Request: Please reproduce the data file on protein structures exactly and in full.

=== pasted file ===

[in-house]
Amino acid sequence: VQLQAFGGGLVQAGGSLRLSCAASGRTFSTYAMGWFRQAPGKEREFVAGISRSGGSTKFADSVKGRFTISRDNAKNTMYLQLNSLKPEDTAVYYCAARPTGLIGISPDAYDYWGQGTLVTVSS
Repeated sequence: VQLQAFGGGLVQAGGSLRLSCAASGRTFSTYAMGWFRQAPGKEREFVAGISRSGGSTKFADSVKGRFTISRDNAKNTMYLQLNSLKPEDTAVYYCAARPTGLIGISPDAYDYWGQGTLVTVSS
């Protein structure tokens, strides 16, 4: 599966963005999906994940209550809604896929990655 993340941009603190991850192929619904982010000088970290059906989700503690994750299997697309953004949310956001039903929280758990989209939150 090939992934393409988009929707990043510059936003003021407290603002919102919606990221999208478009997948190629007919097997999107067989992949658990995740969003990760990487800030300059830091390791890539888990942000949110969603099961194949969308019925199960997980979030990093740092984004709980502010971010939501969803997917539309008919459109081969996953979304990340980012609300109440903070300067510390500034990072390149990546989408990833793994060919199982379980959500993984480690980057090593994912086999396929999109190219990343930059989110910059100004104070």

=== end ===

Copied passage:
[in-house]
Amino acid sequence: VQLQAFGGGLVQAGGSLRLSCAASGRTFSTYAMGWFRQAPGKEREFVAGISRSGGSTKFADSVKGRFTISRDNAKNTMYLQLNSLKPEDTAVYYCAARPTGLIGISPDAYDYWGQGTLVTVSS
Repeated sequence: VQLQAFGGGLVQAGGSLRLSCAASGRTFSTYAMGWFRQAPGKEREFVAGISRSGGSTKFADSVKGRFTISRDNAKNTMYLQLNSLKPEDTAVYYCAARPTGLIGISPDAYDYWGQGTLVTVSS
């Protein structure tokens, strides 16, 4: 599966963005999906994940209550809604896929990655 993340941009603190991850192929619904982010000088970290059906989700503690994750299997697309953004949310956001039903929280758990989209939150 090939992934393409988009929707990043510059936003003021407290603002919102919606990221999208478009997948190629007919097997999107067989992949658990995740969003990760990487800030300059830091390791890539888990942000949110969603099961194949969308019925199960997980979030990093740092984004709980502010971010939501969803997917539309008919459109081969996953979304990340980012609300109440903070300067510390500034990072390149990546989408990833793994060919199982379980959500993984480690980057090593994912086999396929999109190219990343930059989110910059100004104070």